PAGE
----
Other coconut-related topics


Niuafo'ou Island


This remote and tiny island in the Tonga group is located at about 200 km from the nearest island, and has the shape of a split coconut (Fig. 5). Niuafo'ou is a very active volcano that slopes steeply down to the sea floor. There is no safe anchorage for boats. The name of the Island, Niuafo’ou, means "New coconut". More than 150 years ago, Tahitians were aware of the existence of the special coconut variety conserved on this small island located at more than 2,800 km from Tahiti.

Figure 1. Traditional conservatoire: satellite image of Niuafo'ou island, Tonga
(source: Google Earth , Digital Globe Catalog ID: 1010010004FEB901; 28th May 2006 ).


There is a flight to go on the 7 march 2018, but how and when to return? next flight is only one month later. I did not find the schedule for the ferry. The Friendly Islands Shipping Agency (FISA) is a wholly owned Public Enterprise of the Government of Tonga, Email Address: mvotugaofa@fisa.to, Tel: +676 23853, 22582,21079 ; Mobile Tel: +676 7737700 (Cargo) / +676 7737701 (Tickets), but the only schedule available on their website dates back 2015.

Niuafo'ou as a unique traditional conservatoire of a unique and ancient huge coconut palm variety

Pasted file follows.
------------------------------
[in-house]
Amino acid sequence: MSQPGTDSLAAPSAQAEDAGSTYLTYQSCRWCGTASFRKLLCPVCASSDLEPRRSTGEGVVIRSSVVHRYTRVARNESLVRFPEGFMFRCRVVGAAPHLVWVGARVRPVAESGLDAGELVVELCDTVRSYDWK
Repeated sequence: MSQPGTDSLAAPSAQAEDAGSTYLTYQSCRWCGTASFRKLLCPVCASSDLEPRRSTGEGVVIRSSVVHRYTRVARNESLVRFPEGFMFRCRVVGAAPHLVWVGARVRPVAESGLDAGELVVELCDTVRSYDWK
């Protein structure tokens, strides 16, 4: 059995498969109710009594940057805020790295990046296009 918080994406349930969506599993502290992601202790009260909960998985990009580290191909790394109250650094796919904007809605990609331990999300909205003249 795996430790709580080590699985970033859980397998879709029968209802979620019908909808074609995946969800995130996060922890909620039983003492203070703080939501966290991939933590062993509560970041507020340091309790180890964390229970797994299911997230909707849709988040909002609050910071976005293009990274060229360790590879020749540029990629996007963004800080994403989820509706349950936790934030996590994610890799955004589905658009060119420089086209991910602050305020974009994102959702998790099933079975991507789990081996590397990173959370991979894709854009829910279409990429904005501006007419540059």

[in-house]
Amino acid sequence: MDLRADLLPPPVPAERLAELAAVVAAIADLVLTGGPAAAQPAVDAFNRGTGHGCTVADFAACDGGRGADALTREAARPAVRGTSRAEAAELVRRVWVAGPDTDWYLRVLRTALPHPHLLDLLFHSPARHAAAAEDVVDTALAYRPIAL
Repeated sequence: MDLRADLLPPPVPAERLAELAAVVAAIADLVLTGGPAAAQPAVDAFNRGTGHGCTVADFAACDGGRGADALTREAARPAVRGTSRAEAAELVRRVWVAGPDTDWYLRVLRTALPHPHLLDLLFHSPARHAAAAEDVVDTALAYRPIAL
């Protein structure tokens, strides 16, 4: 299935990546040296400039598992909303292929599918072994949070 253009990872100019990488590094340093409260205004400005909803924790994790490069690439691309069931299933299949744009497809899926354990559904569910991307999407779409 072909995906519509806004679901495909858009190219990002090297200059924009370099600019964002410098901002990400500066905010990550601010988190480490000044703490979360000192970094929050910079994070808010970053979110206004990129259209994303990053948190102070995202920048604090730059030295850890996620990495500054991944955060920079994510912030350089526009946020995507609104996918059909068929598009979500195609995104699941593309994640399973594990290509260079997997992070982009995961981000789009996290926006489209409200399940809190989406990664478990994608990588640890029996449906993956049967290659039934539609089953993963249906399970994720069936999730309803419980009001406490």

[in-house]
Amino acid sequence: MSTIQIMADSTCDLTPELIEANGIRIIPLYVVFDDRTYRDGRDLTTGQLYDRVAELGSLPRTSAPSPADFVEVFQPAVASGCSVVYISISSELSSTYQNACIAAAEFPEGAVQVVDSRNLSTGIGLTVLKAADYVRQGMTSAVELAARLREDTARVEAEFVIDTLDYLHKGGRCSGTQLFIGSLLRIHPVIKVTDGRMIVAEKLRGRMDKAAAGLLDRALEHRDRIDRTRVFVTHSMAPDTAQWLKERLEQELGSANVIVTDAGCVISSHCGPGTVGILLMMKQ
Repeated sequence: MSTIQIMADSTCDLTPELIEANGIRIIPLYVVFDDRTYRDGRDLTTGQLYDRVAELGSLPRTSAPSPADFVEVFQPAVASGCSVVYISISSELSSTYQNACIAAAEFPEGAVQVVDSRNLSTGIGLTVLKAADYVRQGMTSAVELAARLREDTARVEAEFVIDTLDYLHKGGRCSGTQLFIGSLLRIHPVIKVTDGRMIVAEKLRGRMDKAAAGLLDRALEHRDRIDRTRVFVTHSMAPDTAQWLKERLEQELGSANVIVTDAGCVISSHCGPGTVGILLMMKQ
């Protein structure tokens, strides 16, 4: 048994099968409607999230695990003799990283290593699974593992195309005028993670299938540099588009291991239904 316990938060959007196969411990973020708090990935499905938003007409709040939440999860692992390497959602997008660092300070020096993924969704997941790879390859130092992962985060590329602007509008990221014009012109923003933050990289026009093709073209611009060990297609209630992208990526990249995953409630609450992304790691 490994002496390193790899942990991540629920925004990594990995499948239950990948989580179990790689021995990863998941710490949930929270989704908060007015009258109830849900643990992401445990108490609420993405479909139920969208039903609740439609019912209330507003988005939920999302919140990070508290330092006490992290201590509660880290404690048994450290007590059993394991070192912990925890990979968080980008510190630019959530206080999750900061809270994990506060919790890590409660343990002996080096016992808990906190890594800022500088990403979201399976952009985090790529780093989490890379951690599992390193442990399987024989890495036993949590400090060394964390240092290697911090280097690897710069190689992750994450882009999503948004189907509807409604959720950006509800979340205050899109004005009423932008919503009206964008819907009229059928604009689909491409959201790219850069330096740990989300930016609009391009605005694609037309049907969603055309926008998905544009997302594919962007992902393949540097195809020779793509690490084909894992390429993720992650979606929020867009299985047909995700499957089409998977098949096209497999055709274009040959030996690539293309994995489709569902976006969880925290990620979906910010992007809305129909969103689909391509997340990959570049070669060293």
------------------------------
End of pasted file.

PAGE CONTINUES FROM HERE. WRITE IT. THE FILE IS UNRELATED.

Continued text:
The oldest description of coconut varieties in French Polynesia can be found in the book "Ancient Tahiti" by Teuira Henry, published in 1928 from data collected by her grandfather in 1840. Teuira Henry reports that the Tahitians knew of the existence of particularly enormous round coconuts growing the island of Niu-Fou (now known as Niuafo'ou, Tonga Islands).

Another example of traditional conservatoire comes again from Tonga. In 2001, we visited numerous Pacific islands in the framework of surveys organized by Bioversity International. L. M. Fili and T.H. Hoponoa, from the Ministry of Agriculture and Forestry of Tonga, tell us about the highly prized, traditional coconut variety called ”Niu utongau“. This variety belongs to rare forms of coconut, highly threatened, and known as « Sweet husk »: The husk of unripe fruits, which is usually tough and astringent, is tender, edible and sweet. It can be chewed like sugarcane. Its taste resembles that of coconut heart. Once the fruits are ripe, the husk fibres are white and thin. There exist various names and various types, in which husk characteristics are more or less accentuated –more or less sweet, more or less smooth. For some varieties, ripe fruit can be husked by hand, which is impossible with an ordinary coconut. Those varieties have yet to be scientifically described. According to Tongans, the ”Niu 'utongau” coconut variety can be found in quantity only on the small coral islet (motu) of Onoiki in the Ha’apai group (Fig. 2). Tongans are still sometimes taking seedlings from that motu, which is too small to appear on most maps.

Note; the distance between Niuafo╩╗ou and Niuatoputapu is approximatively 204 km.

References
Pieris, W. V. D. (1961). Coconut improvement in the Kingdom of Tonga. Coconut improvement in the Kingdom of Tonga.
Sarki, D. S. (2017). Interactional Analysis of A Regional Based Multiple Organic Farming System on An Activity Induced Fertility Varying Soil Resource (Doctoral dissertation).
Ketuu, O. (2014). The Impact Of Tongan Cultural Practices On Tongans’ Economic Behaviour (Doctoral dissertation, ResearchSpace@ Auckland).
see also: https://github.com/daveluo/coconuts